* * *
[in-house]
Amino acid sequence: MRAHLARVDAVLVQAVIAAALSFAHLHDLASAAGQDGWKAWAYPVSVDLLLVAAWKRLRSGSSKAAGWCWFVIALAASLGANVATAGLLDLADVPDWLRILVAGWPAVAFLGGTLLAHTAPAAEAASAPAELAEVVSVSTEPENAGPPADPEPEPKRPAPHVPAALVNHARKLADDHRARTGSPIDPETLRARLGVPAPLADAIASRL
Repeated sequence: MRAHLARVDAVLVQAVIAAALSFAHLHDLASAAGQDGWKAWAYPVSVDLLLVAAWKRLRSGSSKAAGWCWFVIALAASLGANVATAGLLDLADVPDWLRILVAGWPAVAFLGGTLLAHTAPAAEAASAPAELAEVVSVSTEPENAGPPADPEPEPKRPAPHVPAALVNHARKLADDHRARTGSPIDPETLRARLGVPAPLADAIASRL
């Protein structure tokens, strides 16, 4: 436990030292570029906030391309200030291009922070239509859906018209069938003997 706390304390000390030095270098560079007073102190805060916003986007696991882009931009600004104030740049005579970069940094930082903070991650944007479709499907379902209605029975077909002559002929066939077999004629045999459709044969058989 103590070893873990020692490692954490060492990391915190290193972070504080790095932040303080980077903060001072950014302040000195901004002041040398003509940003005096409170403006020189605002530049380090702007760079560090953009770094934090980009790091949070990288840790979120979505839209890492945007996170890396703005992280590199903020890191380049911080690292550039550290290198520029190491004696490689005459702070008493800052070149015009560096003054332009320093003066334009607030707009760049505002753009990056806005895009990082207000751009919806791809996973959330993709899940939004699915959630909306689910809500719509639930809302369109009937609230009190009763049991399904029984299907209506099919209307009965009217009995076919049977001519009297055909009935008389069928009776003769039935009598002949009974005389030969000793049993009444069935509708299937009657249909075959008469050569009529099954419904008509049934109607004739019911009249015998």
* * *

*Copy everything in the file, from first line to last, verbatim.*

[in-house]
Amino acid sequence: MRAHLARVDAVLVQAVIAAALSFAHLHDLASAAGQDGWKAWAYPVSVDLLLVAAWKRLRSGSSKAAGWCWFVIALAASLGANVATAGLLDLADVPDWLRILVAGWPAVAFLGGTLLAHTAPAAEAASAPAELAEVVSVSTEPENAGPPADPEPEPKRPAPHVPAALVNHARKLADDHRARTGSPIDPETLRARLGVPAPLADAIASRL
Repeated sequence: MRAHLARVDAVLVQAVIAAALSFAHLHDLASAAGQDGWKAWAYPVSVDLLLVAAWKRLRSGSSKAAGWCWFVIALAASLGANVATAGLLDLADVPDWLRILVAGWPAVAFLGGTLLAHTAPAAEAASAPAELAEVVSVSTEPENAGPPADPEPEPKRPAPHVPAALVNHARKLADDHRARTGSPIDPETLRARLGVPAPLADAIASRL
């Protein structure tokens, strides 16, 4: 436990030292570029906030391309200030291009922070239509859906018209069938003997 706390304390000390030095270098560079007073102190805060916003986007696991882009931009600004104030740049005579970069940094930082903070991650944007479709499907379902209605029975077909002559002929066939077999004629045999459709044969058989 103590070893873990020692490692954490060492990391915190290193972070504080790095932040303080980077903060001072950014302040000195901004002041040398003509940003005096409170403006020189605002530049380090702007760079560090953009770094934090980009790091949070990288840790979120979505839209890492945007996170890396703005992280590199903020890191380049911080690292550039550290290198520029190491004696490689005459702070008493800052070149015009560096003054332009320093003066334009607030707009760049505002753009990056806005895009990082207000751009919806791809996973959330993709899940939004699915959630909306689910809500719509639930809302369109009937609230009190009763049991399904029984299907209506099919209307009965009217009995076919049977001519009297055909009935008389069928009776003769039935009598002949009974005389030969000793049993009444069935509708299937009657249909075959008469050569009529099954419904008509049934109607004739019911009249015998």